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The auxiliary space analysis that involves modifying the input array can lead to "unfair" situations. Examples:

Consider that an algorithm that uses O(N) memory and does not need to continuously read the input space can choose to move its allocation into the input space and thereby appear O(1) regardless of the algorithm itself.
Or, consider if extra space were passed in the form of a redundant variable or unused sign bits, the algorithm could masquerade as O(1) again even though nothing changed about the core algorithm or the input information.

Considering auxiliary space complexity formally requires an immutable input tape, I believe the best approach is to consider the corresponding problem that considers the input immutable; that requires extra space declared explicitly.

Lots of leetcode solutions falsely masquerading as O(1) auxiliary space.

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Depending on the context, it's common to treat the input as read-only when analyzing auxiliary space.

A separate notion is that of an in-place algorithm. In an in-place algorithm, we treat the input as writeable, and count the amount of extra space beyond that.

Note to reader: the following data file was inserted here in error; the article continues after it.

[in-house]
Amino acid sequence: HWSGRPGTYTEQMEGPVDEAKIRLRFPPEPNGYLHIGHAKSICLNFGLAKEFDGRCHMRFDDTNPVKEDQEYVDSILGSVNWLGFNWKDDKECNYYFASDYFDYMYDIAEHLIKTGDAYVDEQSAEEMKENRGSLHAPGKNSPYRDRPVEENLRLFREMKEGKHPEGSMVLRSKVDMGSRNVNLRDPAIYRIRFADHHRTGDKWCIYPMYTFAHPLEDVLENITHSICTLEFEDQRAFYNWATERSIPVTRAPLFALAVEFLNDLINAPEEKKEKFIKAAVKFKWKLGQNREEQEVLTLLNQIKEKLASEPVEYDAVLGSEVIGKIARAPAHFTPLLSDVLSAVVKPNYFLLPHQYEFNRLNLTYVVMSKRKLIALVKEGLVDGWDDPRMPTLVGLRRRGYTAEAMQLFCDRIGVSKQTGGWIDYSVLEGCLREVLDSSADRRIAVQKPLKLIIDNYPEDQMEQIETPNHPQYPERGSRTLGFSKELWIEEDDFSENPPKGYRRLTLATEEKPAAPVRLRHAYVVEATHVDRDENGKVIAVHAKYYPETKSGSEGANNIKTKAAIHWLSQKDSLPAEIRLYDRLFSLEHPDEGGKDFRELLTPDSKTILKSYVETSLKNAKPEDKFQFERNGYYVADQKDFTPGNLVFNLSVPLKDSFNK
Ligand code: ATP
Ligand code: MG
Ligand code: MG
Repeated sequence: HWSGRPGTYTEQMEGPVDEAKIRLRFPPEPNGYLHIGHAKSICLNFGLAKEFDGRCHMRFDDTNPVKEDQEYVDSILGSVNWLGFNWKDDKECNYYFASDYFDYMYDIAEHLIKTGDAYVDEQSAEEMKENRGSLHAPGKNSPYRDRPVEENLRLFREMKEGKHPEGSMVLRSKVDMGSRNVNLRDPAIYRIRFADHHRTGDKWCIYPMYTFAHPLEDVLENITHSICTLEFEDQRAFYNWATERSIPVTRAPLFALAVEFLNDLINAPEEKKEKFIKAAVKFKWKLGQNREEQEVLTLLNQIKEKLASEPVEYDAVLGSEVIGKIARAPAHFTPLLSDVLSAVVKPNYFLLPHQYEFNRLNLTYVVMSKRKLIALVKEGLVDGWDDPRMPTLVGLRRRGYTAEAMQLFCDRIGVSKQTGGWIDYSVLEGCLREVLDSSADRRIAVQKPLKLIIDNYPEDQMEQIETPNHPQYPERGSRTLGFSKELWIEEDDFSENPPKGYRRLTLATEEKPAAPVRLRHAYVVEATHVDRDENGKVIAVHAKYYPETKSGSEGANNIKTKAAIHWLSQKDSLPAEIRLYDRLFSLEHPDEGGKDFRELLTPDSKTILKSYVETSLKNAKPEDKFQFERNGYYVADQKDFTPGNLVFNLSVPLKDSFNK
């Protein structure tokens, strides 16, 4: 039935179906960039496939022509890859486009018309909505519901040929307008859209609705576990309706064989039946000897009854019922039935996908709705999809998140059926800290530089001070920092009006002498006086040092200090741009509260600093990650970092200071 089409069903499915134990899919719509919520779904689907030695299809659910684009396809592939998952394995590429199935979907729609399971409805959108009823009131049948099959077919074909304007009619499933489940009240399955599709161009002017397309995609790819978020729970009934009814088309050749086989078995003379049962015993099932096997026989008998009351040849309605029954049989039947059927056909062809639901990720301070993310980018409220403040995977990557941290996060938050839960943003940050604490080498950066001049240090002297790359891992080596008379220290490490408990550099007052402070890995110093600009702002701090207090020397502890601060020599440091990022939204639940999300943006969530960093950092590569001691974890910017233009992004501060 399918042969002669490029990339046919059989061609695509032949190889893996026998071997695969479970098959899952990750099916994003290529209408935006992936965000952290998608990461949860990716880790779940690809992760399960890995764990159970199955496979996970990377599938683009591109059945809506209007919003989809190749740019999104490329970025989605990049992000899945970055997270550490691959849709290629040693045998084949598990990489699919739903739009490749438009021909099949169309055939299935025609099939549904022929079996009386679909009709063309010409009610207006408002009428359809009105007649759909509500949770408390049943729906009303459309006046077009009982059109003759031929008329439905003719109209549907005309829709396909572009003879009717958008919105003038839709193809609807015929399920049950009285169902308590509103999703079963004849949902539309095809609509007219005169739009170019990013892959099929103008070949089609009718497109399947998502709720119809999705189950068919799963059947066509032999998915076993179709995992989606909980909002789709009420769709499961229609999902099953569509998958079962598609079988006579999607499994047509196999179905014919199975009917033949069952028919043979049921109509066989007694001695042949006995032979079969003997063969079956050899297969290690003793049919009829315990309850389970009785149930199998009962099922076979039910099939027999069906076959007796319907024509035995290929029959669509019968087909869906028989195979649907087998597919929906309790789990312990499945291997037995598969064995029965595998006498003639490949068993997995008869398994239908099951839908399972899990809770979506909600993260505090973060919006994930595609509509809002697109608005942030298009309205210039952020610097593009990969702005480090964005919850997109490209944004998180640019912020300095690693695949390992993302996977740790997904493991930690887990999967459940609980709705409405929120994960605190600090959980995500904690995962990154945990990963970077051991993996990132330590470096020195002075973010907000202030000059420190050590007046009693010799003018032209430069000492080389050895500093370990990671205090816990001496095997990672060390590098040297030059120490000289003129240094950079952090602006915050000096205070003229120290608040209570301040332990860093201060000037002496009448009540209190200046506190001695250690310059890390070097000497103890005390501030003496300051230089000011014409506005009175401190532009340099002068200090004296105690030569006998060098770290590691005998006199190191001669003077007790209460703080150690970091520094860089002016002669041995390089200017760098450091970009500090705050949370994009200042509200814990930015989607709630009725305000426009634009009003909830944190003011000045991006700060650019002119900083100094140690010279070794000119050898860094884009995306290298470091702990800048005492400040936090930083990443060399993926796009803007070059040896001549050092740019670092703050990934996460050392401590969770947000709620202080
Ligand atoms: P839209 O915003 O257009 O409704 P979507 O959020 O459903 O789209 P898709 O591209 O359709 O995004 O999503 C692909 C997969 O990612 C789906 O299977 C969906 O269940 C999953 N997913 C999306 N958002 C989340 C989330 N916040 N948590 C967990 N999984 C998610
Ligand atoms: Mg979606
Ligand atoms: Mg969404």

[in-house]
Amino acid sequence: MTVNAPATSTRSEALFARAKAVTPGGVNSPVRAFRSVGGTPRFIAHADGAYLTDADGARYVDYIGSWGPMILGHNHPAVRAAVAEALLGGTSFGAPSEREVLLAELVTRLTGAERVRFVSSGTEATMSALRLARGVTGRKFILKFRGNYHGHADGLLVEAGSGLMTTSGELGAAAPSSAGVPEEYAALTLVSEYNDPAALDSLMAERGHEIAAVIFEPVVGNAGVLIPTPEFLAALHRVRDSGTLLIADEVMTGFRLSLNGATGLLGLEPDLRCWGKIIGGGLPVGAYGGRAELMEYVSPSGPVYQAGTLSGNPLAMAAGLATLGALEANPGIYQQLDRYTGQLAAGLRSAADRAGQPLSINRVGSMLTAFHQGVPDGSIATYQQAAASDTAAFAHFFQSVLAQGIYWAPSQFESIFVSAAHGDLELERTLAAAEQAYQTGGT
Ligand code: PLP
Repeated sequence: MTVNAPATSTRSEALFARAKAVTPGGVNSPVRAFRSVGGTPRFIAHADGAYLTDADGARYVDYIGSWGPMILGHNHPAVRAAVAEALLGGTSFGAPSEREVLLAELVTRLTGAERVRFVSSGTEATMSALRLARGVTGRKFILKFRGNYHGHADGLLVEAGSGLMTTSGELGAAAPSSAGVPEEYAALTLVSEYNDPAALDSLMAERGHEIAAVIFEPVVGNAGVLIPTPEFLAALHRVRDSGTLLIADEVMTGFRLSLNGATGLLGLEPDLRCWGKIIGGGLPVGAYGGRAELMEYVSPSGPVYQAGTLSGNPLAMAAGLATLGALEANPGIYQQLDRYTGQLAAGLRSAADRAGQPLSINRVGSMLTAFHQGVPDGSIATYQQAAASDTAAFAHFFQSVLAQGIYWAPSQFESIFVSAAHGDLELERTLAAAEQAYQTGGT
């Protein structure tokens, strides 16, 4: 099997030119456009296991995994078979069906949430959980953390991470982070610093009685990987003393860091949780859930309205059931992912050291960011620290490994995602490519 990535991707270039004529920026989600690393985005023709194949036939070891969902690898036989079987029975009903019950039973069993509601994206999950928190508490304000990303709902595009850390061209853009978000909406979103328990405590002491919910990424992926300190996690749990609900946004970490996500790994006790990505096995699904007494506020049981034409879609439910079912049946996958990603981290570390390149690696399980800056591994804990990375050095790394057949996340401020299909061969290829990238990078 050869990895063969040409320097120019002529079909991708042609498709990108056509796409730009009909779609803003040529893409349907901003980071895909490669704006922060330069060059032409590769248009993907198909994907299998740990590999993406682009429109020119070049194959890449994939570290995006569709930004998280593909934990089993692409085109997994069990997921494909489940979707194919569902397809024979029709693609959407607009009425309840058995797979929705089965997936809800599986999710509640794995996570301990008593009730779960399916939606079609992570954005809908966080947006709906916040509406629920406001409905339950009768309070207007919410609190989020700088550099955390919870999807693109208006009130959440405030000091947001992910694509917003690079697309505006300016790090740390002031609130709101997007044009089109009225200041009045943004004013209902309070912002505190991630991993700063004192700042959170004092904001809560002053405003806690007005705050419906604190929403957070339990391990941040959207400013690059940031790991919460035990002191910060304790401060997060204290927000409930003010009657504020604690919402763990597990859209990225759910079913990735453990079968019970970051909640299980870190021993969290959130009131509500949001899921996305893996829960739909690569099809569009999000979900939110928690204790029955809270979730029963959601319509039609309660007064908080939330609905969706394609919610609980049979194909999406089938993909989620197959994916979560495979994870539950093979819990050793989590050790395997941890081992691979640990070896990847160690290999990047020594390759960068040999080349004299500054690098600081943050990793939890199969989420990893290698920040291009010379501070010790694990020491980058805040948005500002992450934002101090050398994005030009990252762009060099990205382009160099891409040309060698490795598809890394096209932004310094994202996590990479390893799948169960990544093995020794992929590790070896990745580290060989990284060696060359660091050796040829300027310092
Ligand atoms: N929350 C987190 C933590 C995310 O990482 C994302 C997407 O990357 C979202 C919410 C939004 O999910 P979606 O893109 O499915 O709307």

If the context is not clear, I suggest that you specify explicitly whether you treat the input as writeable or not.

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  • $\begingroup$ That context is mainly "is it inplace"? I wouldn't consider bubble sort O(N) extra space. $\endgroup$ Commented Jun 24 at 4:21
  • $\begingroup$ @SimonWalker, see revised answer. $\endgroup$
    – D.W.
    Commented Jun 24 at 16:28
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A modification of the input format/argument changes the problem itself. This change is usually just formal, but sometimes it could be essential.

In computational complexity analysis we talk about information quantity rather than input size. For example in Subset Sum problem switching to unary numeral system allows to design a simple algorithm based on dynamic programming method with running time bounded by the square of the input size. While for binary or decimal notation system used in input nobody knows an algorithm with running time bounded by a subexponential function of the input size. And since the information quantity doesn't depend on notation system, we don't speak about polynomial solvability of this problem in spite of that a polynomial algorithm exists for the case of unary notation in input.

If you analyze space complexity of a certain function you may (in some cases) reduce auxiliary space complexity by using unnecessary input space. Or you may use even necessary space if you don't lose data, as it is done in in-place merge sort. And changing the input to have such an extra space is an easy way to reduce auxiliary space. Note that this reduction may be essential or just formal, too, if the total amount of memory doesn't change.

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